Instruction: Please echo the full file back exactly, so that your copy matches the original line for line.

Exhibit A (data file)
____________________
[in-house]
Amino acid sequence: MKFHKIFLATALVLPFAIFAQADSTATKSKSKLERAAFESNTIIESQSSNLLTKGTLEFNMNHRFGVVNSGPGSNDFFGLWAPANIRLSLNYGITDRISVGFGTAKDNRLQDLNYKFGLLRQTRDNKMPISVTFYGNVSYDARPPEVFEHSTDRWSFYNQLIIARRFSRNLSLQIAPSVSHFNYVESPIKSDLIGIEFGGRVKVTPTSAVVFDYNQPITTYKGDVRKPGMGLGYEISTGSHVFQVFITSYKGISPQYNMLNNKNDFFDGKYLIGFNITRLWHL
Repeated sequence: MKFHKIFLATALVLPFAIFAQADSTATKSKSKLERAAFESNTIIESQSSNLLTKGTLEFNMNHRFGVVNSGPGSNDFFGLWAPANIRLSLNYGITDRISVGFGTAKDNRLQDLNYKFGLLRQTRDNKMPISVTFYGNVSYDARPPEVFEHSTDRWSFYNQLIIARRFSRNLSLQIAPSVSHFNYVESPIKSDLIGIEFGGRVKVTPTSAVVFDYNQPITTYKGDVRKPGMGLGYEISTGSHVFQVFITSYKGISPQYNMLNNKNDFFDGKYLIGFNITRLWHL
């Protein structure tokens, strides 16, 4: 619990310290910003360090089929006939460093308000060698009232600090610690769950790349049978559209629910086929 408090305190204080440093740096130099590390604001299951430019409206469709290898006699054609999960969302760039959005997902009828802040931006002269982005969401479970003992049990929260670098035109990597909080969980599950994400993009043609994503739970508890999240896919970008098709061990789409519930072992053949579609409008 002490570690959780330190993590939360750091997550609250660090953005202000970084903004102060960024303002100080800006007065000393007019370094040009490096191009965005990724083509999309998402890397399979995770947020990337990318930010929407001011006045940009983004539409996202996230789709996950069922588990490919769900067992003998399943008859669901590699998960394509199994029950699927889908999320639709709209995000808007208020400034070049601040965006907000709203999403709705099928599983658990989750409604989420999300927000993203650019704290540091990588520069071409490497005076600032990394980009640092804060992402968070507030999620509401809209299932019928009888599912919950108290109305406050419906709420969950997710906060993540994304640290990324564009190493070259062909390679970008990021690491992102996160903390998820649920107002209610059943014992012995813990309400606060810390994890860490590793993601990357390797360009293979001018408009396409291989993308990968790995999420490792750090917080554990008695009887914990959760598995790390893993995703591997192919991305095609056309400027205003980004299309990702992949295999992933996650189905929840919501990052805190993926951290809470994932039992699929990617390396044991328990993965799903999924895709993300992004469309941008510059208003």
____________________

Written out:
[in-house]
Amino acid sequence: MKFHKIFLATALVLPFAIFAQADSTATKSKSKLERAAFESNTIIESQSSNLLTKGTLEFNMNHRFGVVNSGPGSNDFFGLWAPANIRLSLNYGITDRISVGFGTAKDNRLQDLNYKFGLLRQTRDNKMPISVTFYGNVSYDARPPEVFEHSTDRWSFYNQLIIARRFSRNLSLQIAPSVSHFNYVESPIKSDLIGIEFGGRVKVTPTSAVVFDYNQPITTYKGDVRKPGMGLGYEISTGSHVFQVFITSYKGISPQYNMLNNKNDFFDGKYLIGFNITRLWHL
Repeated sequence: MKFHKIFLATALVLPFAIFAQADSTATKSKSKLERAAFESNTIIESQSSNLLTKGTLEFNMNHRFGVVNSGPGSNDFFGLWAPANIRLSLNYGITDRISVGFGTAKDNRLQDLNYKFGLLRQTRDNKMPISVTFYGNVSYDARPPEVFEHSTDRWSFYNQLIIARRFSRNLSLQIAPSVSHFNYVESPIKSDLIGIEFGGRVKVTPTSAVVFDYNQPITTYKGDVRKPGMGLGYEISTGSHVFQVFITSYKGISPQYNMLNNKNDFFDGKYLIGFNITRLWHL
């Protein structure tokens, strides 16, 4: 619990310290910003360090089929006939460093308000060698009232600090610690769950790349049978559209629910086929 408090305190204080440093740096130099590390604001299951430019409206469709290898006699054609999960969302760039959005997902009828802040931006002269982005969401479970003992049990929260670098035109990597909080969980599950994400993009043609994503739970508890999240896919970008098709061990789409519930072992053949579609409008 002490570690959780330190993590939360750091997550609250660090953005202000970084903004102060960024303002100080800006007065000393007019370094040009490096191009965005990724083509999309998402890397399979995770947020990337990318930010929407001011006045940009983004539409996202996230789709996950069922588990490919769900067992003998399943008859669901590699998960394509199994029950699927889908999320639709709209995000808007208020400034070049601040965006907000709203999403709705099928599983658990989750409604989420999300927000993203650019704290540091990588520069071409490497005076600032990394980009640092804060992402968070507030999620509401809209299932019928009888599912919950108290109305406050419906709420969950997710906060993540994304640290990324564009190493070259062909390679970008990021690491992102996160903390998820649920107002209610059943014992012995813990309400606060810390994890860490590793993601990357390797360009293979001018408009396409291989993308990968790995999420490792750090917080554990008695009887914990959760598995790390893993995703591997192919991305095609056309400027205003980004299309990702992949295999992933996650189905929840919501990052805190993926951290809470994932039992699929990617390396044991328990993965799903999924895709993300992004469309941008510059208003």